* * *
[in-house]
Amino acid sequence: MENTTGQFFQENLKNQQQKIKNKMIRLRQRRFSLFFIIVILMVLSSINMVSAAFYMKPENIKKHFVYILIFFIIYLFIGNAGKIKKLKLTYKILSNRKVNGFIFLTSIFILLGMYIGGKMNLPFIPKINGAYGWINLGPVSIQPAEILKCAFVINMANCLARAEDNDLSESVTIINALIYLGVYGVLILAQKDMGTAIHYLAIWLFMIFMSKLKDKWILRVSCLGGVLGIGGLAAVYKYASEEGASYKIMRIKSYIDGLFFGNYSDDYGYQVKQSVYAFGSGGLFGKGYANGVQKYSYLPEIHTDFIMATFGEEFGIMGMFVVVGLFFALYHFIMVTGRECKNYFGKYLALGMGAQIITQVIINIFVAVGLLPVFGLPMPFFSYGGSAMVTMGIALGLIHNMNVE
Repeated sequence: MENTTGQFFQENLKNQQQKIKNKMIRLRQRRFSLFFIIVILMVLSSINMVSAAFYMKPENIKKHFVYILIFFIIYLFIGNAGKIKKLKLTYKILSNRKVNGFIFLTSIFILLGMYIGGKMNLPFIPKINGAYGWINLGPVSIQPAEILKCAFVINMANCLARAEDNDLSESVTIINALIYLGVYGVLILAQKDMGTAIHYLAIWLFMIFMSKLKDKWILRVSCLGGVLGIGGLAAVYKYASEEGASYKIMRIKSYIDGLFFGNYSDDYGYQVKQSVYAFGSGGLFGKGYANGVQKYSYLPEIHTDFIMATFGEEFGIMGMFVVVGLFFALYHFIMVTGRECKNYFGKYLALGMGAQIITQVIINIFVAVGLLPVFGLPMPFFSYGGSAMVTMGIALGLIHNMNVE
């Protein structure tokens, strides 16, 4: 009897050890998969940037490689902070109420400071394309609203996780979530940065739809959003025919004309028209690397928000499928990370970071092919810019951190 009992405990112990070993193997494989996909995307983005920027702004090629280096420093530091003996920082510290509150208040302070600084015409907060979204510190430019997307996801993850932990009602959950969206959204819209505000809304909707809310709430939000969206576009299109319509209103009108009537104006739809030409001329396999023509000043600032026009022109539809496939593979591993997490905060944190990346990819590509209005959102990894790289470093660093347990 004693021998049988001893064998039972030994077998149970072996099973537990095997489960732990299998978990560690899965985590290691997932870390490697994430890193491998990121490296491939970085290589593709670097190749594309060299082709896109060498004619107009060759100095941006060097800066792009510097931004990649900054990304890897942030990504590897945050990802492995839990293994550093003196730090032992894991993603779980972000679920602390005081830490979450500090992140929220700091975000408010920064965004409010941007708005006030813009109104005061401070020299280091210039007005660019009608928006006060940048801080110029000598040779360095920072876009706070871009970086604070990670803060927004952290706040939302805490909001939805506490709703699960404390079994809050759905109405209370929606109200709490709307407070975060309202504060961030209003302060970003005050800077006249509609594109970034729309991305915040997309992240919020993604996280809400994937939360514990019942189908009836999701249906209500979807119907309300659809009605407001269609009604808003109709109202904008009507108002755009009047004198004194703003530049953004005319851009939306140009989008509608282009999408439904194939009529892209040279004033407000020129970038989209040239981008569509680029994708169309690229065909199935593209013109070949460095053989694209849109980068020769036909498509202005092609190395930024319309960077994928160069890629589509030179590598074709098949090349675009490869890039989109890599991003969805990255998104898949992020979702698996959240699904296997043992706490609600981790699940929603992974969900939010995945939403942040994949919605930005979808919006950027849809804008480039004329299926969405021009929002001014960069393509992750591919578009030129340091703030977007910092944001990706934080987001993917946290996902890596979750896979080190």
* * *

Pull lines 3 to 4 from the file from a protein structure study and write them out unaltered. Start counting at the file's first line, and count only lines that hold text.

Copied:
Repeated sequence: MENTTGQFFQENLKNQQQKIKNKMIRLRQRRFSLFFIIVILMVLSSINMVSAAFYMKPENIKKHFVYILIFFIIYLFIGNAGKIKKLKLTYKILSNRKVNGFIFLTSIFILLGMYIGGKMNLPFIPKINGAYGWINLGPVSIQPAEILKCAFVINMANCLARAEDNDLSESVTIINALIYLGVYGVLILAQKDMGTAIHYLAIWLFMIFMSKLKDKWILRVSCLGGVLGIGGLAAVYKYASEEGASYKIMRIKSYIDGLFFGNYSDDYGYQVKQSVYAFGSGGLFGKGYANGVQKYSYLPEIHTDFIMATFGEEFGIMGMFVVVGLFFALYHFIMVTGRECKNYFGKYLALGMGAQIITQVIINIFVAVGLLPVFGLPMPFFSYGGSAMVTMGIALGLIHNMNVE
């Protein structure tokens, strides 16, 4: 009897050890998969940037490689902070109420400071394309609203996780979530940065739809959003025919004309028209690397928000499928990370970071092919810019951190 009992405990112990070993193997494989996909995307983005920027702004090629280096420093530091003996920082510290509150208040302070600084015409907060979204510190430019997307996801993850932990009602959950969206959204819209505000809304909707809310709430939000969206576009299109319509209103009108009537104006739809030409001329396999023509000043600032026009022109539809496939593979591993997490905060944190990346990819590509209005959102990894790289470093660093347990 004693021998049988001893064998039972030994077998149970072996099973537990095997489960732990299998978990560690899965985590290691997932870390490697994430890193491998990121490296491939970085290589593709670097190749594309060299082709896109060498004619107009060759100095941006060097800066792009510097931004990649900054990304890897942030990504590897945050990802492995839990293994550093003196730090032992894991993603779980972000679920602390005081830490979450500090992140929220700091975000408010920064965004409010941007708005006030813009109104005061401070020299280091210039007005660019009608928006006060940048801080110029000598040779360095920072876009706070871009970086604070990670803060927004952290706040939302805490909001939805506490709703699960404390079994809050759905109405209370929606109200709490709307407070975060309202504060961030209003302060970003005050800077006249509609594109970034729309991305915040997309992240919020993604996280809400994937939360514990019942189908009836999701249906209500979807119907309300659809009605407001269609009604808003109709109202904008009507108002755009009047004198004194703003530049953004005319851009939306140009989008509608282009999408439904194939009529892209040279004033407000020129970038989209040239981008569509680029994708169309690229065909199935593209013109070949460095053989694209849109980068020769036909498509202005092609190395930024319309960077994928160069890629589509030179590598074709098949090349675009490869890039989109890599991003969805990255998104898949992020979702698996959240699904296997043992706490609600981790699940929603992974969900939010995945939403942040994949919605930005979808919006950027849809804008480039004329299926969405021009929002001014960069393509992750591919578009030129340091703030977007910092944001990706934080987001993917946290996902890596979750896979080190």